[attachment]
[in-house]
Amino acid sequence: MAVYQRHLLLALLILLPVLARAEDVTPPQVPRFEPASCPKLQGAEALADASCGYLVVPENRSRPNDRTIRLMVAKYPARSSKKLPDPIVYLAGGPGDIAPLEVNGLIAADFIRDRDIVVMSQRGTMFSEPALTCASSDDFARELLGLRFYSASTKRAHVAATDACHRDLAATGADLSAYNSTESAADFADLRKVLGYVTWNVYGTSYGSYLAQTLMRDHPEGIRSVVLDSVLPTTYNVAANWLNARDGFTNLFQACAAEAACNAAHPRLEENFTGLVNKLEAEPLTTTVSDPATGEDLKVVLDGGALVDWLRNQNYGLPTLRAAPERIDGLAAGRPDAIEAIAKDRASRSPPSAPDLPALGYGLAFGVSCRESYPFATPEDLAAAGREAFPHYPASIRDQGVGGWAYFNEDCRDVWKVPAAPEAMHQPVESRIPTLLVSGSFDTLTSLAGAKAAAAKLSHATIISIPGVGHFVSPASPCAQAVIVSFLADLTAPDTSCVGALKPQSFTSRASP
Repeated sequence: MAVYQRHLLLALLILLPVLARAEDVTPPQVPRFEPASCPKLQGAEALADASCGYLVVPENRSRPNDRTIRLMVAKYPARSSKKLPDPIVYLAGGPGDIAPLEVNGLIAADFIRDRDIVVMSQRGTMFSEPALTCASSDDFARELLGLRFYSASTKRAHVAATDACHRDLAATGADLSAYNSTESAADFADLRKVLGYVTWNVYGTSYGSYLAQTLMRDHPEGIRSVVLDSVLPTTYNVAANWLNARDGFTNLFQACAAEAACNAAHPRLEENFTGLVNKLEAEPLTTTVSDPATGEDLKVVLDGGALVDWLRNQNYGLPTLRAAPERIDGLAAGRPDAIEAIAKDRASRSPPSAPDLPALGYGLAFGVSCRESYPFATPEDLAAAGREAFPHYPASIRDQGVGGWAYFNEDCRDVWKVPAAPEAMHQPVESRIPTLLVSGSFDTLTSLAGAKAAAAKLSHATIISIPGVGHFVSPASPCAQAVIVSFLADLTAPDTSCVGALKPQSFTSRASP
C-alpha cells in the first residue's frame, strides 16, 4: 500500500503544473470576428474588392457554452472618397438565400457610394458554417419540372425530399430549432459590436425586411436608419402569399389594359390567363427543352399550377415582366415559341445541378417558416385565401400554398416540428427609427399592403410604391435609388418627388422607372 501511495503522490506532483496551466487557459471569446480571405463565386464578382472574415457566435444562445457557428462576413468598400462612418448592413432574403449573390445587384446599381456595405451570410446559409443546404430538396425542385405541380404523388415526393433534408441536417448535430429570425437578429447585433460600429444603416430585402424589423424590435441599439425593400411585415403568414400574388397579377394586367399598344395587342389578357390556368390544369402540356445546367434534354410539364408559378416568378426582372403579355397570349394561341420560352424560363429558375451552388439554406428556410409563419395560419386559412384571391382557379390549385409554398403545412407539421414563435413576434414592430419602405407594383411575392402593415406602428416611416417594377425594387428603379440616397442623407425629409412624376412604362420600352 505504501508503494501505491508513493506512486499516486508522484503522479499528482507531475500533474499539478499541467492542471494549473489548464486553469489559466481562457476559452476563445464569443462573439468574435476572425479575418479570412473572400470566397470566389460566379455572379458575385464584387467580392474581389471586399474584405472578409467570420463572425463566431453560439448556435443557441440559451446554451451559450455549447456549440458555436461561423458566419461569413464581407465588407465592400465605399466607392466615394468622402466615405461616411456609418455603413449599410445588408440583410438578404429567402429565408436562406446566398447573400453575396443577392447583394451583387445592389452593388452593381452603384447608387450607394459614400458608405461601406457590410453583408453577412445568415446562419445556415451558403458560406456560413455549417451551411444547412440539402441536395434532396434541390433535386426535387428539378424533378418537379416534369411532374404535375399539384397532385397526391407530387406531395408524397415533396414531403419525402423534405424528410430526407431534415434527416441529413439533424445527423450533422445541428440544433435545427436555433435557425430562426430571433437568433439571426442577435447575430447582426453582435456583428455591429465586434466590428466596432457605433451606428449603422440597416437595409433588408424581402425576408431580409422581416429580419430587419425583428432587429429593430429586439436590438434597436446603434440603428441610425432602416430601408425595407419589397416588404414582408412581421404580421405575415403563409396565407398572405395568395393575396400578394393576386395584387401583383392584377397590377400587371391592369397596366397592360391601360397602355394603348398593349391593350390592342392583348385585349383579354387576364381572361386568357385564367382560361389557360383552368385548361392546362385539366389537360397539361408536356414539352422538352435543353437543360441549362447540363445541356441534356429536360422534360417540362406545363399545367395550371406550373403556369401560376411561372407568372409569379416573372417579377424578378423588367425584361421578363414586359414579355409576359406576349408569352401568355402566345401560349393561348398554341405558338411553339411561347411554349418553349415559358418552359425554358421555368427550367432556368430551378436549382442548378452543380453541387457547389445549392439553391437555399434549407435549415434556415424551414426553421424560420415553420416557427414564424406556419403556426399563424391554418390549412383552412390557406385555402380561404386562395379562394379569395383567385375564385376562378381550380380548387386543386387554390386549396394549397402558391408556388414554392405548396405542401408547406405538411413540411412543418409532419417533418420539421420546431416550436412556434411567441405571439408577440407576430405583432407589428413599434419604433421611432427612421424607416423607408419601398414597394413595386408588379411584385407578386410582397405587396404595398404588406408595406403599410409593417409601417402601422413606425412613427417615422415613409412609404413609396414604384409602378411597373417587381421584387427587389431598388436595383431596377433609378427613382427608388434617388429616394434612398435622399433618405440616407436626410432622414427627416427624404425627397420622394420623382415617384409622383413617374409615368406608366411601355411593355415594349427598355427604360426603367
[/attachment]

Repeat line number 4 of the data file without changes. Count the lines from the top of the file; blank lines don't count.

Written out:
C-alpha cells in the first residue's frame, strides 16, 4: 500500500503544473470576428474588392457554452472618397438565400457610394458554417419540372425530399430549432459590436425586411436608419402569399389594359390567363427543352399550377415582366415559341445541378417558416385565401400554398416540428427609427399592403410604391435609388418627388422607372 501511495503522490506532483496551466487557459471569446480571405463565386464578382472574415457566435444562445457557428462576413468598400462612418448592413432574403449573390445587384446599381456595405451570410446559409443546404430538396425542385405541380404523388415526393433534408441536417448535430429570425437578429447585433460600429444603416430585402424589423424590435441599439425593400411585415403568414400574388397579377394586367399598344395587342389578357390556368390544369402540356445546367434534354410539364408559378416568378426582372403579355397570349394561341420560352424560363429558375451552388439554406428556410409563419395560419386559412384571391382557379390549385409554398403545412407539421414563435413576434414592430419602405407594383411575392402593415406602428416611416417594377425594387428603379440616397442623407425629409412624376412604362420600352 505504501508503494501505491508513493506512486499516486508522484503522479499528482507531475500533474499539478499541467492542471494549473489548464486553469489559466481562457476559452476563445464569443462573439468574435476572425479575418479570412473572400470566397470566389460566379455572379458575385464584387467580392474581389471586399474584405472578409467570420463572425463566431453560439448556435443557441440559451446554451451559450455549447456549440458555436461561423458566419461569413464581407465588407465592400465605399466607392466615394468622402466615405461616411456609418455603413449599410445588408440583410438578404429567402429565408436562406446566398447573400453575396443577392447583394451583387445592389452593388452593381452603384447608387450607394459614400458608405461601406457590410453583408453577412445568415446562419445556415451558403458560406456560413455549417451551411444547412440539402441536395434532396434541390433535386426535387428539378424533378418537379416534369411532374404535375399539384397532385397526391407530387406531395408524397415533396414531403419525402423534405424528410430526407431534415434527416441529413439533424445527423450533422445541428440544433435545427436555433435557425430562426430571433437568433439571426442577435447575430447582426453582435456583428455591429465586434466590428466596432457605433451606428449603422440597416437595409433588408424581402425576408431580409422581416429580419430587419425583428432587429429593430429586439436590438434597436446603434440603428441610425432602416430601408425595407419589397416588404414582408412581421404580421405575415403563409396565407398572405395568395393575396400578394393576386395584387401583383392584377397590377400587371391592369397596366397592360391601360397602355394603348398593349391593350390592342392583348385585349383579354387576364381572361386568357385564367382560361389557360383552368385548361392546362385539366389537360397539361408536356414539352422538352435543353437543360441549362447540363445541356441534356429536360422534360417540362406545363399545367395550371406550373403556369401560376411561372407568372409569379416573372417579377424578378423588367425584361421578363414586359414579355409576359406576349408569352401568355402566345401560349393561348398554341405558338411553339411561347411554349418553349415559358418552359425554358421555368427550367432556368430551378436549382442548378452543380453541387457547389445549392439553391437555399434549407435549415434556415424551414426553421424560420415553420416557427414564424406556419403556426399563424391554418390549412383552412390557406385555402380561404386562395379562394379569395383567385375564385376562378381550380380548387386543386387554390386549396394549397402558391408556388414554392405548396405542401408547406405538411413540411412543418409532419417533418420539421420546431416550436412556434411567441405571439408577440407576430405583432407589428413599434419604433421611432427612421424607416423607408419601398414597394413595386408588379411584385407578386410582397405587396404595398404588406408595406403599410409593417409601417402601422413606425412613427417615422415613409412609404413609396414604384409602378411597373417587381421584387427587389431598388436595383431596377433609378427613382427608388434617388429616394434612398435622399433618405440616407436626410432622414427627416427624404425627397420622394420623382415617384409622383413617374409615368406608366411601355411593355415594349427598355427604360426603367